Organisational Management and Information Systems: Managing Human Resources Is Especially Hard during a Time of Economic Uncertainty, Writes Alan Marsden, Who Offers His Guide to HR Planning

By Marsden, Alan | Financial Management (UK), July-August 2009 | Go to article overview

Organisational Management and Information Systems: Managing Human Resources Is Especially Hard during a Time of Economic Uncertainty, Writes Alan Marsden, Who Offers His Guide to HR Planning


Marsden, Alan, Financial Management (UK)


There has probably never been an era in living memory when the long-term future of the economy has been so hard to predict. A BBC survey of leading economists in April found a wide divergence of opinion, with forecasts ranging from an upturn in 2010 through to a depression lasting a decade or more. On the other hand, there is a broad consensus on two things: that the recession's effects will be with us for some time, entailing yet more bankruptcies and job losses; and that the upturn will come--at some point.

In such uncertain conditions both business planning and HR planning are especially difficult. This becomes clear when you consider the nature of the latter process. In essence, this involves comparing an organisation's existing human resources with its forecast need for labour in the light of its corporate objectives and then specifying the measures necessary for the acquisition, training and redeployment or divestment of staff. It also involves the estimation of labour turnover, an analysis of the consequences of changes in working practices and the preparation of skills inventories among the organisation's more important processes.

[ILLUSTRATION OMITTED]

It's important to note that the HR plan depends on the business plan, because the need for labour is a derived demand. The diagram opposite shows a generally accepted framework--proposed by Laurie Mullins in Management and Organisational Behaviour (FT/Prentice Hall, 2007)--outlining the four main stages of HR planning:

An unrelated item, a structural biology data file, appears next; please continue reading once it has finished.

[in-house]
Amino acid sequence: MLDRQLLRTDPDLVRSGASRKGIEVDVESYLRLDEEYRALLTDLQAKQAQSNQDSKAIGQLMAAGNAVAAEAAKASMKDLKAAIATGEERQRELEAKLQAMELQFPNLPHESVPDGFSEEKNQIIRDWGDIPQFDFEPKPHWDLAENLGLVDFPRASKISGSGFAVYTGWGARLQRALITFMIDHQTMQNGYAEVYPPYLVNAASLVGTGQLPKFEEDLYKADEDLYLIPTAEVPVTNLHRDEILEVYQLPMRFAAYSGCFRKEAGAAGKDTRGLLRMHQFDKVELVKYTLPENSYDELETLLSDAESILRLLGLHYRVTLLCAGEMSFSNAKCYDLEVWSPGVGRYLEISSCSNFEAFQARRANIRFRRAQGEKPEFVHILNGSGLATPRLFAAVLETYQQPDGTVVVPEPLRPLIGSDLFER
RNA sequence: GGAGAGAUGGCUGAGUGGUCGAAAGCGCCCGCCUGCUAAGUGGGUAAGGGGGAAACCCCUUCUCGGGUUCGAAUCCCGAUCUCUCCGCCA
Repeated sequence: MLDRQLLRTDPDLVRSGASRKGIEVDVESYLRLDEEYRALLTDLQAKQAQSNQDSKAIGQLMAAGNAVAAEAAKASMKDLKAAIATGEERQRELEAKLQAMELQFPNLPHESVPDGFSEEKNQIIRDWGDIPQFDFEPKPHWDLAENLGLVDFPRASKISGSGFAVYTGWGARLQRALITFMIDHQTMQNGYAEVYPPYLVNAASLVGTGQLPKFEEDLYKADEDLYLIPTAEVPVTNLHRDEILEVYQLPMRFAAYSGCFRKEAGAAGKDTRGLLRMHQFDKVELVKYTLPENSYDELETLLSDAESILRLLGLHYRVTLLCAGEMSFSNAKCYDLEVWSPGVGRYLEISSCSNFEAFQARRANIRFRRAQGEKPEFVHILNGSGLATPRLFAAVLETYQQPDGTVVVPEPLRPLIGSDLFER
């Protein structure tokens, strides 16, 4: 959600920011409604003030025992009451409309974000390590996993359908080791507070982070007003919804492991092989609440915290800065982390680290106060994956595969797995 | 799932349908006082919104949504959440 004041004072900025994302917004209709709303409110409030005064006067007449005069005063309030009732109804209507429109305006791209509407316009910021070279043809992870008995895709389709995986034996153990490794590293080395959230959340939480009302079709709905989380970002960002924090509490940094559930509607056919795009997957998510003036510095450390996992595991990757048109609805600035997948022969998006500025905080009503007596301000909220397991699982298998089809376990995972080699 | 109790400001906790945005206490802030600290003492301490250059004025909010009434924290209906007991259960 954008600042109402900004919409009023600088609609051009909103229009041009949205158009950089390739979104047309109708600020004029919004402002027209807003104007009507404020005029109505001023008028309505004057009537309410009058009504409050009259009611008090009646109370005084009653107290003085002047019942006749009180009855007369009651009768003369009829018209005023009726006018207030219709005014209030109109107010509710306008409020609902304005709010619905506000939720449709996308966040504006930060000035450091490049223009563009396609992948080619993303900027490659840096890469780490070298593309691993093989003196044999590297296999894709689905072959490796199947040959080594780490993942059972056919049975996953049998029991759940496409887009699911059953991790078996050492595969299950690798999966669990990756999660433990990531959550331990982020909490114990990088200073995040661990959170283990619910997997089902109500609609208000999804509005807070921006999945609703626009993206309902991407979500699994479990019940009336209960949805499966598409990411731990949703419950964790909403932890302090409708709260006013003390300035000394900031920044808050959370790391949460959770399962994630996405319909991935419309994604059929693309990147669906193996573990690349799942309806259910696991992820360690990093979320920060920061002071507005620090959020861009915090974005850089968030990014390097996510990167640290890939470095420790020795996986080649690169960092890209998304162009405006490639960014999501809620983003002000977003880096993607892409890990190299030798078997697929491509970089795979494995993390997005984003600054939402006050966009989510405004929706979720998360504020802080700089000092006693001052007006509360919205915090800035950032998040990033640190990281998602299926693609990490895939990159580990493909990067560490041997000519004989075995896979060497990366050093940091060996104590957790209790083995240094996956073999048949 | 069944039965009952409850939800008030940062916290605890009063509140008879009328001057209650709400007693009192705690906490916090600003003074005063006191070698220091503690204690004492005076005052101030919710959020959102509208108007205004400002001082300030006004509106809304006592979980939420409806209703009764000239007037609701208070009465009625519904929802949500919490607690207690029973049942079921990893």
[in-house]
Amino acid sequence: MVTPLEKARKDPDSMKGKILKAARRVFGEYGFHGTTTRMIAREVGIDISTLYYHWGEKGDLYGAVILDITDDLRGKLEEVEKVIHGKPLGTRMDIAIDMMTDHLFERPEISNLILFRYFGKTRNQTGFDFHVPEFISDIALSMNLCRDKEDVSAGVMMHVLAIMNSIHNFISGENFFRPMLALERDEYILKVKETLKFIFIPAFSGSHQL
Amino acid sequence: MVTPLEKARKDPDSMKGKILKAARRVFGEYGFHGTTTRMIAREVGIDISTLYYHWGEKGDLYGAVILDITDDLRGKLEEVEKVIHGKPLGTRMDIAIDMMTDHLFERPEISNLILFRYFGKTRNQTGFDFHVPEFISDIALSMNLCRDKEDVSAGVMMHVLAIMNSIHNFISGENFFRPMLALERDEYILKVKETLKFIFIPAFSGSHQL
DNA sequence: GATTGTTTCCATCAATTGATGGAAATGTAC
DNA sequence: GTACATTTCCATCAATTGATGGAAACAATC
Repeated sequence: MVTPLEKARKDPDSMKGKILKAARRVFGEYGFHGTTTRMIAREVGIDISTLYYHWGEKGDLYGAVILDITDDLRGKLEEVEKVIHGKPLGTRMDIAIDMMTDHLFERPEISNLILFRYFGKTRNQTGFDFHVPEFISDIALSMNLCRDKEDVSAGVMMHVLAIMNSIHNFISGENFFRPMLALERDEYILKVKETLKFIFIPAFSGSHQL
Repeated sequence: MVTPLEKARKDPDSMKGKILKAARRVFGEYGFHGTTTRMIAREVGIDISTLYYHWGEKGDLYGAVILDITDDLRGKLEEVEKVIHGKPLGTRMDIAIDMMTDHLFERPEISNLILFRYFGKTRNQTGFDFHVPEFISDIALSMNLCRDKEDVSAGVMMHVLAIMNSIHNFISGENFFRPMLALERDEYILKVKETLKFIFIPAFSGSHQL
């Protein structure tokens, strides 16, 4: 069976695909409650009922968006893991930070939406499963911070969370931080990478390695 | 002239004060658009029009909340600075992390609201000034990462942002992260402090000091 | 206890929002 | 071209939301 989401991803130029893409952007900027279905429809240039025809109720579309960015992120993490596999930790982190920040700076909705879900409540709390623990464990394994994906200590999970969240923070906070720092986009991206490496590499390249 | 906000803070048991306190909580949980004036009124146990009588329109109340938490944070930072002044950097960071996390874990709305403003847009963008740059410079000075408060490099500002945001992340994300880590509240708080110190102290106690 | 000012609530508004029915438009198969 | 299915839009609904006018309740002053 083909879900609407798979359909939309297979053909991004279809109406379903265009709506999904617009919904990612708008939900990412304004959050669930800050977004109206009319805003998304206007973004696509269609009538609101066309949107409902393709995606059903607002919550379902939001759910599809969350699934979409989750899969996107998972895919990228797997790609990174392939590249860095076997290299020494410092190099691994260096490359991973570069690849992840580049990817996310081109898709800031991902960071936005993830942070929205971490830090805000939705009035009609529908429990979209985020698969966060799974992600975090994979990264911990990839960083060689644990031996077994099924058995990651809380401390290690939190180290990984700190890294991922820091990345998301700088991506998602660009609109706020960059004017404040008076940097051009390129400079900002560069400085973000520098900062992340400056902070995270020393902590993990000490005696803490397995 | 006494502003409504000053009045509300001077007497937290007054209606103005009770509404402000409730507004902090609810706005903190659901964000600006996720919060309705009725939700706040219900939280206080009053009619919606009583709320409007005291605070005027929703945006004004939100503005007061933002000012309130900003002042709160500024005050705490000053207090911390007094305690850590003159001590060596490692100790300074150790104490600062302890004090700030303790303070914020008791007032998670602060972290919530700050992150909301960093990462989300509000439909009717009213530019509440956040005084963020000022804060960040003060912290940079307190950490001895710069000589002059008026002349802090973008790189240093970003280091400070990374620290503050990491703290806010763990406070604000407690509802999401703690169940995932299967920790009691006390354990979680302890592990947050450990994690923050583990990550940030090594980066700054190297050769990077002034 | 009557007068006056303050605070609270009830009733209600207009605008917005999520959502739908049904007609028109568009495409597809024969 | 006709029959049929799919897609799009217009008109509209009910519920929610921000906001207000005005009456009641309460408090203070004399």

* An analysis of existing staffing resources.

* An estimation of changes in resources by the target date, considering factors such as staff turnover, improvements in employees' performance and external factors such as the availability of labour. This determines the supply forecast.

* A forecast of staffing requirements needed in order to achieve the corporate objectives by the target date. This determines the demand forecast.

* A series of measures to ensure that the appropriate resources are available when they are needed. This reconciliation of supply and demand is the basis of the HR plan and action programme.

Of particular interest in the context of this recession is the fact that effective HR planning, like business planning, depends on accurate demand forecasts. The downturn's global nature has made such forecasts especially hard. But what is apparent is that, while many industries are suffering, others are still prospering. Supermarket chains, for example, are having little difficulty with HR planning because demand is holding up and it's almost business as usual for them. Indeed, companies such as Asda and Tesco have completed their HR plans for the coming year and plan to recruit several thousand more people. On the other hand, car makers are facing low demand and HR planning is likely to be most difficult for them.

The immediate future is fairly easy to predict: demand is falling off a cliff, with sales having declined by between 20 and 40 per cent year on year for most manufacturers. In such circumstances short-term HR planning is virtually irrelevant as firms are forced into cost-cutting measures such as redundancies, short-time working and negotiated pay cuts. But planning for the longer term is a big headache for them. Most know that, if they are to be competitive when the recovery comes, they need to have the right people and plant in place to enable them to hit the ground running. The problem for them is how to retain sufficient skills so that when the upturn comes they are in a position to resume production quickly.

So far, responses have varied from company to company and from nation to nation. The recession's impact on the industry has been such as to result in pleas for state assistance in a number of countries. In the US General Motors and Chrysler have sought loans worth billions of dollars to tide them over, but even this help hasn't prevented large-scale job losses (both companies are being financially restructured as FM goes to press). …

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Organisational Management and Information Systems: Managing Human Resources Is Especially Hard during a Time of Economic Uncertainty, Writes Alan Marsden, Who Offers His Guide to HR Planning
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